What do you have in common with Paul Walker, Dwayne Johnson, Vin Diesel, Eiza Gonzalez, and Michelle Rodriguez? Visit Rainbow Sports Go-kart Course, and you can be “Fast & Furious” too!
As a fan of kart racing, I was excited even before arriving at Rainbow Sports. Located on the west side of central Kuwana, about 10 minutes by car from either Hoshikawa Station or Akatsukigakuen-Mae Station, Rainbow Sports is in a slightly hilly area and surrounded by trees.
As I came around the corner, a large sign welcomed me to the racing circuit, and I knew I was in the right place. My hands gripped my own steering wheel in anticipation. As I passed through the entrance gate and reached the top of the short hill, a large parking area spread out in front of me, and off to the right as well. There were several cars parked up next to open “garage” like pits where racers were busy prepping their karts to race. There was a nearly constant roar of engines as these privately owned karts zoomed by on the main stretch, just on the other side of the pits.
I parked and made my way into the reception and waiting area. It was exciting to see helmets and maintenance tools for karts, as well as trophies and other items lined up along one wall. There were posters with information about what seemed to be various events, and a map of the course, showing the best places to position your kart for corners.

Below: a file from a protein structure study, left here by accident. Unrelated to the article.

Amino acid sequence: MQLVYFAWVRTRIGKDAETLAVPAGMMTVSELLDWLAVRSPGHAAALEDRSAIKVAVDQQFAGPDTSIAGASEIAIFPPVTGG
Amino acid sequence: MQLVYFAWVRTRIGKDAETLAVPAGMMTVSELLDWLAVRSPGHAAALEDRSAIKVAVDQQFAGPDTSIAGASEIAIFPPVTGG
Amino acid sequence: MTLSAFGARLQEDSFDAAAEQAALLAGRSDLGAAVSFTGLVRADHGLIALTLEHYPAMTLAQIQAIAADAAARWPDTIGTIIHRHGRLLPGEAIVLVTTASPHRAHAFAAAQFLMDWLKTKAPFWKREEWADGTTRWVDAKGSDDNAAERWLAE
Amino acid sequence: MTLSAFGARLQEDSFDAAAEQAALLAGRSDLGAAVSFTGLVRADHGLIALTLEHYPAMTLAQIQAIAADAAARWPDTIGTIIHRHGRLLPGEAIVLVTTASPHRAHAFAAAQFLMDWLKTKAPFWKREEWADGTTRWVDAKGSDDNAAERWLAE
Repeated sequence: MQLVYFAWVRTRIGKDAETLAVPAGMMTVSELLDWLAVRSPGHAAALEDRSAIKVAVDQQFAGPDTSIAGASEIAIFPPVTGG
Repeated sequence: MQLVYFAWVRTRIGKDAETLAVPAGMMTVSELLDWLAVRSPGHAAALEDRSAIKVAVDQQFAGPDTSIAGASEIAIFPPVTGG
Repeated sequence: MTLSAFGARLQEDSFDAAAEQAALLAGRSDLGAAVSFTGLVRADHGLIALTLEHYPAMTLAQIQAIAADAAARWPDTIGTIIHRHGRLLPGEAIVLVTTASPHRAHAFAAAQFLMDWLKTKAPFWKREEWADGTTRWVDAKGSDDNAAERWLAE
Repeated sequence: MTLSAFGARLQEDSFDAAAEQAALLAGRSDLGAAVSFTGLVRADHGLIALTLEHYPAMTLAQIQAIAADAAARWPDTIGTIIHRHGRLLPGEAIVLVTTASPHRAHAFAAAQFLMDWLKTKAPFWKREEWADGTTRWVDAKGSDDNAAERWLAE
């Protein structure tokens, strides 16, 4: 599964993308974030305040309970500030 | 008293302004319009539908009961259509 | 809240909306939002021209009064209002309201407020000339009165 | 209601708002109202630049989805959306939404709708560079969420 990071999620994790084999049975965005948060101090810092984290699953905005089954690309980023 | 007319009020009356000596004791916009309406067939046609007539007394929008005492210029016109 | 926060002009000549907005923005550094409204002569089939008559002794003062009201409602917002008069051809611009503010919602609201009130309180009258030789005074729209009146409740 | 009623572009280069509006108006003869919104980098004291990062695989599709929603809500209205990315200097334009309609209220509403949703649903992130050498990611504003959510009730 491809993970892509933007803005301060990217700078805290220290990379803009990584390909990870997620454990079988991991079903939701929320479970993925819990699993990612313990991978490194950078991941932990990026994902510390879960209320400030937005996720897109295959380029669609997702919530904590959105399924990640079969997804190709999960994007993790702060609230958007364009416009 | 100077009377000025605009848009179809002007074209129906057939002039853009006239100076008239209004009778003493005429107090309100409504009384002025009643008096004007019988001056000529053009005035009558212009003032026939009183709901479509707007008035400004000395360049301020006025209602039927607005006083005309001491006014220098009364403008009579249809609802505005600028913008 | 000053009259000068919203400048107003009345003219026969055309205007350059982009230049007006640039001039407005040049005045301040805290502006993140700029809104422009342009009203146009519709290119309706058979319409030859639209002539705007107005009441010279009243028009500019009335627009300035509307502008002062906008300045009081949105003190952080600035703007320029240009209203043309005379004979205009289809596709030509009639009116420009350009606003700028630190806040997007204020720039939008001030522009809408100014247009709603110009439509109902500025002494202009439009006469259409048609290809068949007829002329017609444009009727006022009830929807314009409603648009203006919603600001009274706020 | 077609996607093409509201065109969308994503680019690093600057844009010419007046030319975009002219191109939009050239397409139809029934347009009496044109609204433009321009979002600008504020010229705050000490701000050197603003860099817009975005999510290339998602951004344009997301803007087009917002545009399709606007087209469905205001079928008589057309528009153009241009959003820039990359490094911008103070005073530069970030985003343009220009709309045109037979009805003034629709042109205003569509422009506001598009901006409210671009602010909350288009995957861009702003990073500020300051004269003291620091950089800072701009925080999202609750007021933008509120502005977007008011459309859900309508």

I made my way to the reception desk. A friendly-looking man came out from the office and greeted me. Mr. Watanabe, the owner and operator of Rainbow Sports, explained the system to me and answered my questions about the course. I explained that I had driven go karts before at Suzuka Circuit in Mie, and Ishino Circuit near Toyota, Aichi, so he skipped the basics and told me just what I needed to know about this particular course.
I asked what made Rainbow Sports different than the other go kart circuits in central Japan. He explained that most circuits are completely flat, but here, the course was built on a slight incline, so that as you left the last hairpin corner, you come out into the final stretch on a slight decline. He said that many drivers compared coming around that corner to riding a roller coaster. I was sold! Every other course I had been on was flat. Adding another dimension to the race sounded great!
Other courses, he continued, provide rental karts that go up to 50 kph or 60 kph. Rental cars at Rainbow Sports however, can reach 70 kph! He gave me a slight grin which I returned two-fold. I could hardly wait to get on the course!
At Rainbow Sports, there are scheduled times for rental kart racing - where anyone can just show up and rent a go kart, and other times that are reserved, usually by members who come regularly.